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Old 23rd April 2007, 19:08   #1
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Default BHP,kgm,CC. How are they related?

I understand these terms as

BHP- Horse power-says about the power of the engine.
kgm- Torque- in physics text book as the rotating potential-in auto world the ability to cruise in top gears at slow speeds.
CC- the volume of 'gas' consumed in one cycle in all cylinders.

Now, consider
Indica V2 TC 67 hp-13 kgm- 1405cc for 1T
victa NA 68 hp- 12 kgm-1948cc-for 1.7T

Since V2 TC and victa NA has the same power/torque range, (although different cc's) can a V2 TC engine work on the victa?

How can the sumo victa NA move from standstill with an engine having less than V2TC's hp/kgm rating?

spacio DI NA 60 hp- 16.2kgm- 1956cc
A whopping 3L consumed, but why doesn't the spacio DI engine develop more hp/kgm?

Indica V2 TC 67 hp-13 kgm-1405cc
indigo TDI 62 hp-12.7 kgm-1405cc
I suppose power and torque are inversely proportional for a given cc, but how does this is not true in indigo TDI when compared to V2 TC?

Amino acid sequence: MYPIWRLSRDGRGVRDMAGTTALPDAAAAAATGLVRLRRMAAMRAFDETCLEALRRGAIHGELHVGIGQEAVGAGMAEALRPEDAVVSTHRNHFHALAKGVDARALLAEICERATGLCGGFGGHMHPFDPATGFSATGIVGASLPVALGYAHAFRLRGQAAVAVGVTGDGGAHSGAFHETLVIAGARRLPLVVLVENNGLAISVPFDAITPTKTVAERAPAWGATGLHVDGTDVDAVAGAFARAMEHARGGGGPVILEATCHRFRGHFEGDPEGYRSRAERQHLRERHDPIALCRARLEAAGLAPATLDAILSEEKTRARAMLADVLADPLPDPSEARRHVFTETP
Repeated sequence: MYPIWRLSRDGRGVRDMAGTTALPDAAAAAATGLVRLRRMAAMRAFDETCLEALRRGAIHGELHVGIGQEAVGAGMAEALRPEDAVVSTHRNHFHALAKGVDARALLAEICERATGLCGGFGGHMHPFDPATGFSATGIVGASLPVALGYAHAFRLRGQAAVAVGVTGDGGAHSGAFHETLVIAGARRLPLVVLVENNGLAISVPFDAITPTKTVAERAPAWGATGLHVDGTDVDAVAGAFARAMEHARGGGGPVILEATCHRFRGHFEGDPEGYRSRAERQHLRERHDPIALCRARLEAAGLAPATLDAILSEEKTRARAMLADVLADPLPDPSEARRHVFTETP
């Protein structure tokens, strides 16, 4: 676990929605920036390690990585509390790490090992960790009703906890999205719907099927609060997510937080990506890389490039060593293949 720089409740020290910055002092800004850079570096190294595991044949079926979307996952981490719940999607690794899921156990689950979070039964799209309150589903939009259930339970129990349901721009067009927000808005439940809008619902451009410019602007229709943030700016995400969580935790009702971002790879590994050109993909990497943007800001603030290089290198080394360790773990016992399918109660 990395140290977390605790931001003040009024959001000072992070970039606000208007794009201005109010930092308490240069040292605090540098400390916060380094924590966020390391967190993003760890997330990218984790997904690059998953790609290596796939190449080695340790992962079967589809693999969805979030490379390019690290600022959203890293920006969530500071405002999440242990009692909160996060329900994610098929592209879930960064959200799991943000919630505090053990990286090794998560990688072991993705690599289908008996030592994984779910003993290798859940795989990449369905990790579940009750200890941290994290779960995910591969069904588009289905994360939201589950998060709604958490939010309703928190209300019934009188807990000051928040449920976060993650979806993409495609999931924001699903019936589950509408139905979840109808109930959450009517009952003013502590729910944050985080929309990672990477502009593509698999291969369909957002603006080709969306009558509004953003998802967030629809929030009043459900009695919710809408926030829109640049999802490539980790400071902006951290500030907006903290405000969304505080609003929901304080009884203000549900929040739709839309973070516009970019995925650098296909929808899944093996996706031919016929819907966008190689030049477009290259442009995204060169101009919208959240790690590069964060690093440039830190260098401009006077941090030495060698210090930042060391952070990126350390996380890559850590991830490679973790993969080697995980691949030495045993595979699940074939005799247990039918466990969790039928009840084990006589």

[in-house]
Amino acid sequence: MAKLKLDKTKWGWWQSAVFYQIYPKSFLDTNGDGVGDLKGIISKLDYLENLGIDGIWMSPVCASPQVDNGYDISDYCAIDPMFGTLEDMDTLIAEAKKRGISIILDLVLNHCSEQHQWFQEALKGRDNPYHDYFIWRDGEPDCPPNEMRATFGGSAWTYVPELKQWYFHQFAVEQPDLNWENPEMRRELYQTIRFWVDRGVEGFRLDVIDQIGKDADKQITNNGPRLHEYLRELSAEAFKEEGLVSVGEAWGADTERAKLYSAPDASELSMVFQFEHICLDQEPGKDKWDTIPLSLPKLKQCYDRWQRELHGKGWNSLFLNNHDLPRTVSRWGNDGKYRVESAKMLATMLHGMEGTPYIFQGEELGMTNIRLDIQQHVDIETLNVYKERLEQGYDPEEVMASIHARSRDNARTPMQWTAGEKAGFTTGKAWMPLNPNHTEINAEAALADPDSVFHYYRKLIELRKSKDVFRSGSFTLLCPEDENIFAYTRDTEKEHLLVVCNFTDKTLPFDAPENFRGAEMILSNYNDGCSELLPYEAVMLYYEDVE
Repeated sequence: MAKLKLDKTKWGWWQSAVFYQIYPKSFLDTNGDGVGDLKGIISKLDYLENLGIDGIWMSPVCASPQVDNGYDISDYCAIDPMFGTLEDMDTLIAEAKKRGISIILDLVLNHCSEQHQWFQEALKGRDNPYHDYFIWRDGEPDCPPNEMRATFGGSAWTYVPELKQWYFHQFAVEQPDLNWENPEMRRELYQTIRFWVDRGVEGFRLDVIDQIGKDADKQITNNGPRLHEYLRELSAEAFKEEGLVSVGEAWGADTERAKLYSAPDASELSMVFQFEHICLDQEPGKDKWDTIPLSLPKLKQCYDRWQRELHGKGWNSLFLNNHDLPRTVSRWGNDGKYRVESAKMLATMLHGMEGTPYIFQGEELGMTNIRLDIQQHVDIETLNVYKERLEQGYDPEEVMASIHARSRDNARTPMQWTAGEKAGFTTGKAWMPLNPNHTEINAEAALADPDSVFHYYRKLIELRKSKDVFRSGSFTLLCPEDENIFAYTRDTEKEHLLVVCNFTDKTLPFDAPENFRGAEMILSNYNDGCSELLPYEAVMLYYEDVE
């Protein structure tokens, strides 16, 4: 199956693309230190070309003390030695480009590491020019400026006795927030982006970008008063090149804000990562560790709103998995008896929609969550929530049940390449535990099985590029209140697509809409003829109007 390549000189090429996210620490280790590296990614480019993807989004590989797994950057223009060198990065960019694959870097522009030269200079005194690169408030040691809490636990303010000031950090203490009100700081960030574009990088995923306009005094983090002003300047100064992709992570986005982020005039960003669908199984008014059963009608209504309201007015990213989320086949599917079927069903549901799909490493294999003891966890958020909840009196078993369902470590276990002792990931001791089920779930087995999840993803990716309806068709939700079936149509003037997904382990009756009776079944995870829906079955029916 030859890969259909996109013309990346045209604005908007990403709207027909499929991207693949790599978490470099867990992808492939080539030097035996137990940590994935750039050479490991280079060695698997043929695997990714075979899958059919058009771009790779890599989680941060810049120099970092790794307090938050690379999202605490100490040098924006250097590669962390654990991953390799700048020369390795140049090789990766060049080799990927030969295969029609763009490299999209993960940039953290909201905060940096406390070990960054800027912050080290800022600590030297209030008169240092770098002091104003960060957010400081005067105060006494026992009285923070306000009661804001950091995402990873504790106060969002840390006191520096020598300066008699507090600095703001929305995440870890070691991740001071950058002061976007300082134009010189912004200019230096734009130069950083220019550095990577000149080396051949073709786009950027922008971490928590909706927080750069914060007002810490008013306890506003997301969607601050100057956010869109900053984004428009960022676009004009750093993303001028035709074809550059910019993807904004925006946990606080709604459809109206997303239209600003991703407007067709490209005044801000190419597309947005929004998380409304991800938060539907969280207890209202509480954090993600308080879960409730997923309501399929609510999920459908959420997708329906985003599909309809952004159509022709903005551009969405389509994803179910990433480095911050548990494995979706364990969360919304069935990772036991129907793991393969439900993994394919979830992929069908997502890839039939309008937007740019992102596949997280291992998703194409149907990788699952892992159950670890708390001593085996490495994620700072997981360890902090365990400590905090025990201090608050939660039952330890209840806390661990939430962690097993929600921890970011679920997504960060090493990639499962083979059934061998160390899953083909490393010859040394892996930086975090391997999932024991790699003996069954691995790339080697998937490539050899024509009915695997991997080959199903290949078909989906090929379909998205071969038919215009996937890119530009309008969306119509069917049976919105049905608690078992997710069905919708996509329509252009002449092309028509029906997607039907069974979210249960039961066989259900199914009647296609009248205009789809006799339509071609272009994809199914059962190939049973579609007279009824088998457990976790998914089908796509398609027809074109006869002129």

tavera 80hp-19kgm-2499cc
bolero 63.5hp-19.9kgm-2523cc
both are UV's with DI engines, and both turbo charged, how could bolero's hp be so low? (both Kerb weight 1.6T)

Also,
toyota innova 102hp- 20.4 kgm-2494cc-1.5T
tucson CRDi 112hp- 25 kgm-1991cc-1.6T
Nissan X-trail 136hp- 32 kgm-2184cc-1.6T
So what is the additional 500cc actually doing in toyota?
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Old 23rd April 2007, 21:38   #2
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it also depends on how they tune it. the diesel innova being sold in malaysia with the autobox develops 250nm of torque. (25kgm) and 115bhp. same engine tuned diffrently.

as for the victa moving with less torque it also depends at what engine speed the torque is available. it must be much lower in the victa.
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Old 24th April 2007, 00:21   #3
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Quote:
Now, consider
Indica V2 TC 67 hp-13 kgm- 1405cc for 1T
victa NA 68 hp- 12 kgm-1948cc-for 1.7T

Since V2 TC and victa NA has the same power/torque range, (although different cc's) can a V2 TC engine work on the victa?

How can the sumo victa NA move from standstill with an engine having less than V2TC's hp/kgm rating?
By using calculated gear ratios, the required torque can be sent to the wheel.